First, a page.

​Because at Aetion many of our initial projects were with clinical trial data, we have developed generative models that work well with small datasets. This means datasets with say 100 to 200 patients. If there are fewer than a 100 patients or so it will be difficult to build a generative model.

​An important factor to consider is the number of variables in the dataset. It is easier to create a generative model with a dataset having 500 patients and 10 variables than a dataset having 500 patients and 500 variables. In practice for the latter case, many of these variables will be redundant, derived, or have many missing values. Therefore, it is often not as extreme as it sounds. But the point is that the number of variables is an important consideration.

​The statistical machine learning techniques that work very well for large datasets, like deep learning methods, will generally not do well on small datasets. Therefore we need to have a toolbox of different techniques that we apply depending on the nature of the data.

​What is the largest source dataset that can be synthesized?

The answer to this question will partially depend on the computing capacity that is available to the SDG software. The creation of a generative model is computationally demanding. And depending on the methods used, the availability of GPUs will have an impact on the answer to that question. Also the amount of memory will be important (on the CPUs and GPUs). The system adapts the computations but the hardware will place limits as well.

​There are techniques to handle large datasets in SDG.  They cover both algorithmic techniques and software and systems engineering techniques. These approaches have been implemented in our Aetion® Generate software. The system distributes computations across (virtual) machines and therefore can scale in that way quite easily.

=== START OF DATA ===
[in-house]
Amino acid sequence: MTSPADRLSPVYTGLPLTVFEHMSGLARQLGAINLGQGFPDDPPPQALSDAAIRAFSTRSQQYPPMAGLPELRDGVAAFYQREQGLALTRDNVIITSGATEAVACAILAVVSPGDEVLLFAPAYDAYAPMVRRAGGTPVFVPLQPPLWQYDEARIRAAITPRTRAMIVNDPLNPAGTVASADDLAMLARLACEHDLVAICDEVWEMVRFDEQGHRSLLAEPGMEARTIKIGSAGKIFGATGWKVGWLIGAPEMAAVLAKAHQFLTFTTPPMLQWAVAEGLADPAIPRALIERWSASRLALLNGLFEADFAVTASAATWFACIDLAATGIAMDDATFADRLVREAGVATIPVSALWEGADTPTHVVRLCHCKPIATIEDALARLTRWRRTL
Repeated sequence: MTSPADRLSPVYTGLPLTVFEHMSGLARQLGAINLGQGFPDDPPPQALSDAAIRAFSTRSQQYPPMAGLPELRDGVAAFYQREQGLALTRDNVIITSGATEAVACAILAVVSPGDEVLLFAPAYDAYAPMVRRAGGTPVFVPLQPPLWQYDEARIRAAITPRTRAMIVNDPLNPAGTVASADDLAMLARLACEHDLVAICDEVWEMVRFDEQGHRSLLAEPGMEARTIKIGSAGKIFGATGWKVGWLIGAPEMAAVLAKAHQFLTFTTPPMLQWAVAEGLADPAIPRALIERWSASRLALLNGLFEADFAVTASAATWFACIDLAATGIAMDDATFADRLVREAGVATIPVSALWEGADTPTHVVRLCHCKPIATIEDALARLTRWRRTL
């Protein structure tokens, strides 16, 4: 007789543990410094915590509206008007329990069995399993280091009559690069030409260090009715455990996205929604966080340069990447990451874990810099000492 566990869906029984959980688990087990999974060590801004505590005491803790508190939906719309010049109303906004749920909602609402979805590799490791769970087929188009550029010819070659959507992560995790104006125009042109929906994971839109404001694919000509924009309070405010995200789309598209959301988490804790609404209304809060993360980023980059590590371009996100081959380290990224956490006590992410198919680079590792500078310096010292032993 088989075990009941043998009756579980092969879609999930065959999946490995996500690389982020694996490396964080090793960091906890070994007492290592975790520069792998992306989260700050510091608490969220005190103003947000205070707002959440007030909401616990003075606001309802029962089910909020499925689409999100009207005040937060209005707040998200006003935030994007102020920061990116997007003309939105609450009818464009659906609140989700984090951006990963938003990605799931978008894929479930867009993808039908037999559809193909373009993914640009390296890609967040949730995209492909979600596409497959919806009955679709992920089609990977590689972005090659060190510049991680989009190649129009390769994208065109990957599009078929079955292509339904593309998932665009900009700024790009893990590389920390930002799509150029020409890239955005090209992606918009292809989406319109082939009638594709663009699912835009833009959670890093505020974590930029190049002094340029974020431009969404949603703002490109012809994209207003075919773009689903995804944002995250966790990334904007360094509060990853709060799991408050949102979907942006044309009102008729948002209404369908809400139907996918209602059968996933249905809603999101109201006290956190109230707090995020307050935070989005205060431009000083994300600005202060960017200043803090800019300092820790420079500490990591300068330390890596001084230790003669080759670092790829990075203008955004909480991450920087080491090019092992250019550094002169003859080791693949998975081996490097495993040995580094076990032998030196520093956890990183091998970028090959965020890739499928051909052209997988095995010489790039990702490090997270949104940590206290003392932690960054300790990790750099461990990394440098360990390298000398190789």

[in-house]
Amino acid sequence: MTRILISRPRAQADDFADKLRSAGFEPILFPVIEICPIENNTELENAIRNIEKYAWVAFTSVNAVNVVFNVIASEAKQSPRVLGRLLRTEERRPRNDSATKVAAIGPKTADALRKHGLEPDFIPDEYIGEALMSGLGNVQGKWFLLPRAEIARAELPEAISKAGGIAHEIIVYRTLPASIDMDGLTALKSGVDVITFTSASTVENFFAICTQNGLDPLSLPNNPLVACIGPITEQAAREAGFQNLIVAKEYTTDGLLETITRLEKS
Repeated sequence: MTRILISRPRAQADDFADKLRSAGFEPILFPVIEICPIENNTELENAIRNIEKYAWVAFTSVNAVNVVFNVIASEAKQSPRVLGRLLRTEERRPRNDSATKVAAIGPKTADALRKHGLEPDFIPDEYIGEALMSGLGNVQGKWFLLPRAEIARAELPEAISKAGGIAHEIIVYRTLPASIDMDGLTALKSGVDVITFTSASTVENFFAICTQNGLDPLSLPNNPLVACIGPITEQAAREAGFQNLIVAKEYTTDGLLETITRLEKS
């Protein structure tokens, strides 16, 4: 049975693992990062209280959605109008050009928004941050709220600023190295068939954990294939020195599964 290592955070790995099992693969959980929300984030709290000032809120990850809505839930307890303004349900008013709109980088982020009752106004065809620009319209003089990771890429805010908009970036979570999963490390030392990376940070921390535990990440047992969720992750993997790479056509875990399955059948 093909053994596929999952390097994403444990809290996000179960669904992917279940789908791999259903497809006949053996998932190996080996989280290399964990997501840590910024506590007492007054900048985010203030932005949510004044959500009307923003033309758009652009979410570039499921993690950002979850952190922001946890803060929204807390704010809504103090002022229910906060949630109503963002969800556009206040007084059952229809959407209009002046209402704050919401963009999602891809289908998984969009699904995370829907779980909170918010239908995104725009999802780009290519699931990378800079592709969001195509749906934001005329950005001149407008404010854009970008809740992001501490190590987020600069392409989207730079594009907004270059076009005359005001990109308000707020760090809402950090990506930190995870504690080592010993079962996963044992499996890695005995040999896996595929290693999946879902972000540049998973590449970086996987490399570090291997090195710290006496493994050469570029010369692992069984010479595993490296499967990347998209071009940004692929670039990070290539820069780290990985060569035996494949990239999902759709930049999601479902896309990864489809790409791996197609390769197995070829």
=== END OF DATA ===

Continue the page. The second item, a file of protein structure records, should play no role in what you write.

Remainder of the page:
Can synthesis handle missing data?

Real data will have missingness in it. The missingness may be at random (which is a common assumption and probably not met that often in practice). Missingness patterns are important in that they may have meaning by themselves (e.g., certain patients do not or cannot provide certain data), or they may be structural.

The way our SDG engine works is that it models missingness in the original data. This means that a specific model (or set of models) is built to understand the conditions under which missingness occurs. These learned patterns are then reproduced at the output end. Therefore, the synthetic data would have similar patterns of missingness as the original data. Nothing specific needs to be done by the analyst to ensure that this occurs, as this is handled automatically by the software.

Is the structure of the synthetic data the same as the original data?

The original data structure means the field types, field names, tables, and relationships among the tables in the source data. These relationships are retained in the output synthetic data. This means that the synthetic data will look very similar to the original dataset structurally. 

The format of the dataset is determined by the end-user of the software. For example, the end user may send the synthetic data to a different type of database or file format than the original dataset. Of course, the format of the synthetic data can be set to be the same as the original dataset.

Such structural similarity is very important for some use cases. For example, if the use case is to perform software testing then the exact structure and format as the original data is an important requirement.